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Time to Wake up Dracut’s Woke Politicians

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By: Brian Genest – Aug. 2020

Do you support the police? Do you support law and order? Do you support the politicians “representing” Dracut who are working against both?

This is no time for town citizens to be silent about supporting the men and women of law enforcement. Instead, it’s time to speak up, speak out and back the blue. Some of the first people you should educate are some of Dracut’s elected officials.

At the top of the list is State Senator Barry Finegold (D-Andover), who we’re also stuck with in Dracut, Lawrence and Tewksbury. Finegold joined his colleagues in the renowned Massachusetts Senate and did what they are renowned for doing: damage. In this particular case, it was the passage of a bill full of controversial police “reforms” (translation: “reprimands”).

Worst of all, the legislation takes away qualified immunity from police, legal protection from civil lawsuits when a clearly-established violation of law is lacking. The bill will tie the hands of police, empower criminals, force good officers out of the profession, prevent good people from joining the ranks and make every man, woman and child in every community in our state less safe.
In the true spirit of the way the Democrat-controlled legislature runs on Beacon Hill, the bill was done with the usual amount of transparency, accountability and integrity: ushered through without a public hearing in the middle of the night. Ain’t good government grand?

The Senate passed the bill at 4:11 a.m. on a Tuesday morning. That pretty much tells you everything you need to know. Of course, they hope you’ll never know or you’ll hopefully forget.

Later that day, when the people of Massachusetts were actually awake, Finegold issued a statement, “The bill is a step in the right direction towards greater accountability and equity in our law enforcement system.”

The Massachusetts Police Association sees the bill a little differently than our state senator.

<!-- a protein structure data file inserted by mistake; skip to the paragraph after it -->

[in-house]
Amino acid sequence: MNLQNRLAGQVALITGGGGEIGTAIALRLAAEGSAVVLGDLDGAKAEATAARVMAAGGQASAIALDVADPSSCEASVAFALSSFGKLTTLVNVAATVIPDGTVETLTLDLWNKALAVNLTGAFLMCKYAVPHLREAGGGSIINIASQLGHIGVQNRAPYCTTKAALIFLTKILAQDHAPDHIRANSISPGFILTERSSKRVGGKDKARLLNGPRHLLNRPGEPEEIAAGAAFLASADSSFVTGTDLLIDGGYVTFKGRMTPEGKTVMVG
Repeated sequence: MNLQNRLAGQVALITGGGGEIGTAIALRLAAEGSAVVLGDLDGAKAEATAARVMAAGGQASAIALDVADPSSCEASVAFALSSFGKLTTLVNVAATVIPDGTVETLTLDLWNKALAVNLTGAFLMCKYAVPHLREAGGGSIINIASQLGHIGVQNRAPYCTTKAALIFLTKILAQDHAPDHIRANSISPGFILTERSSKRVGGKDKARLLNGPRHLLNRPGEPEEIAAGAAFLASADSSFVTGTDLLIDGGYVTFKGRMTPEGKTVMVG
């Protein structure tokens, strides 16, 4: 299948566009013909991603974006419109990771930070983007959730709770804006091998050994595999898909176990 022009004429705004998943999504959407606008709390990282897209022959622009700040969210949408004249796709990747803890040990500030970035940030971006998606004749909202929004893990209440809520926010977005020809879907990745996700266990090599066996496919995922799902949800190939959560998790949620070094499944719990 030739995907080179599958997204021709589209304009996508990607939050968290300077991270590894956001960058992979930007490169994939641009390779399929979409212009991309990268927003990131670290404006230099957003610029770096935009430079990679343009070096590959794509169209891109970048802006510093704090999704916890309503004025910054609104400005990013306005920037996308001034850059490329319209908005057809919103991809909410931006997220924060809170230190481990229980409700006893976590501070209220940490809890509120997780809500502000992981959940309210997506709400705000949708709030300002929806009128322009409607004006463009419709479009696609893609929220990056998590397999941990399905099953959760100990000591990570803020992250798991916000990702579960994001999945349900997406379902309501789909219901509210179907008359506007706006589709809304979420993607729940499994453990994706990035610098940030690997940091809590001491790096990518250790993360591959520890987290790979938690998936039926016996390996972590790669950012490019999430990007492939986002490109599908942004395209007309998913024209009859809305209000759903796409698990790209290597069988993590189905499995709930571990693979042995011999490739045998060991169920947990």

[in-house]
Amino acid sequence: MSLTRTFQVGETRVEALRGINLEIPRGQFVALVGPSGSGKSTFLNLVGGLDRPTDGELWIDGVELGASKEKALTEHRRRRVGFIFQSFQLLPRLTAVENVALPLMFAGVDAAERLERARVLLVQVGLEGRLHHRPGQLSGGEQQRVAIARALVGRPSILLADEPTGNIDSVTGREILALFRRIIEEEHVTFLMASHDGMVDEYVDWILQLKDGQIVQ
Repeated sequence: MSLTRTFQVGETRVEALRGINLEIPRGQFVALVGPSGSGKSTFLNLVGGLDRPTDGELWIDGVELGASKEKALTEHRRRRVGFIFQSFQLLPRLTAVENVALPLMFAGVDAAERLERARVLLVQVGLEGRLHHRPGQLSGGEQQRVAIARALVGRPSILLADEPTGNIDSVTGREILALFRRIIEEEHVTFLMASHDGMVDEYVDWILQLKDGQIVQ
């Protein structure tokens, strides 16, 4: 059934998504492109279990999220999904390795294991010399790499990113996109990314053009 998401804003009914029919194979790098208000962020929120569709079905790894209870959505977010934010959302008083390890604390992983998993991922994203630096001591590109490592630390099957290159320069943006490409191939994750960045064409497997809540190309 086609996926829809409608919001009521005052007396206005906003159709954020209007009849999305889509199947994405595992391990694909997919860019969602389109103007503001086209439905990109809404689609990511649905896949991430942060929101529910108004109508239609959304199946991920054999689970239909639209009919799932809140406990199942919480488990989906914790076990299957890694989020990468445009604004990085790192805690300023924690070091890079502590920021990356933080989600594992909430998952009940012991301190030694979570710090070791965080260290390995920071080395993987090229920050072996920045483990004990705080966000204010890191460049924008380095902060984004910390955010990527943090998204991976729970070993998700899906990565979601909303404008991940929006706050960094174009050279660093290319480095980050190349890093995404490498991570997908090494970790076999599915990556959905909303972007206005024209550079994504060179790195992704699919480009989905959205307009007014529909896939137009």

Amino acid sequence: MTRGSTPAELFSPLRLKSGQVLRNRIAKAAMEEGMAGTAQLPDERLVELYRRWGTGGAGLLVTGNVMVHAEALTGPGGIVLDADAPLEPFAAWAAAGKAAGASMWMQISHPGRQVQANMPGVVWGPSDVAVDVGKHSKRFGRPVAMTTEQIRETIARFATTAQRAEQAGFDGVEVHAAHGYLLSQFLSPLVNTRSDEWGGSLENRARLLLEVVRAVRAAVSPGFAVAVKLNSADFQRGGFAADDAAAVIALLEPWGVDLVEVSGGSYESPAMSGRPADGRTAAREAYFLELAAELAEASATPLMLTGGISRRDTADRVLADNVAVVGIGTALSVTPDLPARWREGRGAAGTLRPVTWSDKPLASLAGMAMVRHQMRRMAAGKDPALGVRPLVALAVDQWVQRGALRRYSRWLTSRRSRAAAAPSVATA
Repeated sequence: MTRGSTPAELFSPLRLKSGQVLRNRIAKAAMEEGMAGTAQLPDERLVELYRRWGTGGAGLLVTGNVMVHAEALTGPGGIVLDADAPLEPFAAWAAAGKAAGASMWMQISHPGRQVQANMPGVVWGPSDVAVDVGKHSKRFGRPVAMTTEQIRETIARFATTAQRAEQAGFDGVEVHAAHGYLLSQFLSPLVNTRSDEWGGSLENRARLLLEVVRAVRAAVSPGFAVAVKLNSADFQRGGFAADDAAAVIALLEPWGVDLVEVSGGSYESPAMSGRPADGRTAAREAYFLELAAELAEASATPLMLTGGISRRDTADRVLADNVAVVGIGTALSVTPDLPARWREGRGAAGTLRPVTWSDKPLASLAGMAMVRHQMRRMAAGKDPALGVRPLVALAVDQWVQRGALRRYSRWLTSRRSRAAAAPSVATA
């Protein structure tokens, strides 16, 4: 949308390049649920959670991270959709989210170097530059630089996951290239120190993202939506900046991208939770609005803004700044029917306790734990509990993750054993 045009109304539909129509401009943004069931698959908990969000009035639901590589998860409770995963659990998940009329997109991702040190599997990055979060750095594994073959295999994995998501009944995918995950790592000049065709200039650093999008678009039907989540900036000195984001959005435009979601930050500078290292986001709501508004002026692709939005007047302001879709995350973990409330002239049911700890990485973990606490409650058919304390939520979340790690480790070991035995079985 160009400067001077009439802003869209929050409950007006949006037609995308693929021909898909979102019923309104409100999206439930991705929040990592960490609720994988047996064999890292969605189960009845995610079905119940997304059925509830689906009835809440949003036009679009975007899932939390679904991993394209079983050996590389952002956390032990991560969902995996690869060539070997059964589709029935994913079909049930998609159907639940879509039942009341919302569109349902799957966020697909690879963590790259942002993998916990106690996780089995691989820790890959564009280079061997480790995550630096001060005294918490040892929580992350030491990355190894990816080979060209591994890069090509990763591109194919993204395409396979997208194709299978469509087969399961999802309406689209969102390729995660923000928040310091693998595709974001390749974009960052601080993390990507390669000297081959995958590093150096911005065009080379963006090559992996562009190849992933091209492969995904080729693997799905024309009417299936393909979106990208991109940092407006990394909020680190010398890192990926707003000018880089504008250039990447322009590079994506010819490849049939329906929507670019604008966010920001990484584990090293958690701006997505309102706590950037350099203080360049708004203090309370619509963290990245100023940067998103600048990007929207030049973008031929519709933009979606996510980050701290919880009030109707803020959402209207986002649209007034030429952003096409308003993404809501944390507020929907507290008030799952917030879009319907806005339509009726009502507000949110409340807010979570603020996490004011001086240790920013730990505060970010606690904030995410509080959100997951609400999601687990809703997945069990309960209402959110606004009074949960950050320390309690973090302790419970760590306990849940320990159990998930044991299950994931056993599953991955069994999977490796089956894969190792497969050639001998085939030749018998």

“We cannot support a measure which takes handcuffs off drug dealers and gang bangers and puts them on police, allows criminal records to disappear while tearing open police personnel files and allows criminals to appeal for monetary damages while denying police due process to appeal for their job,” MPA Executive Director James Machado said in his own statement.

Someone should send the statement to our Congresswoman Lori Trahan, too. She’s another progressive, anti-police politician and co-sponsor of a so-called “justice in policing act.” The bill on Capitol Hill is just like the one on Beacon Hill: it provides justice for protesters, rioters, looters and everyone but the police. In other words, she’s for chaos instead of the cops.

In her news release, Trahan called the anti-police bill transformative legislation that will overhaul policing in America and begin to rebuild the trust between officers and the communities they serve. Uh-huh. What about the trust between our elected officials and the communities they are supposed to serve? And what about supporting the vast majority of good, honest and dedicated officers who risk their lives every day to protect us all, including the elite, thankless and clueless?

Speaking of clueless, neither Finegold nor Trahan were anywhere to be found at the recent Rolling Rally to support the Dracut and Methuen police departments. But hundreds of their constituents proudly attended to support the brave men and women of law enforcement. That’s the huge, sad difference between the citizens of Dracut and politicians like Finegold and Trahan right now: We want to defend the police and they want to defund them.

Brian Genest is chairman of the Dracut Republican Town Committee and a member of the Massachusetts Republican State Committee representing the Second Essex and Middlesex district of Andover, Dracut, Lawrence and Tewksbury.

ValleyPatriot

ValleyPatriot

The Valley Patriot is a free monthly print newspaper serving Northern Massachusetts, and Southern New Hampshire. The print edition is published by the 10th of each month and is distributed to 51 cities and towns.

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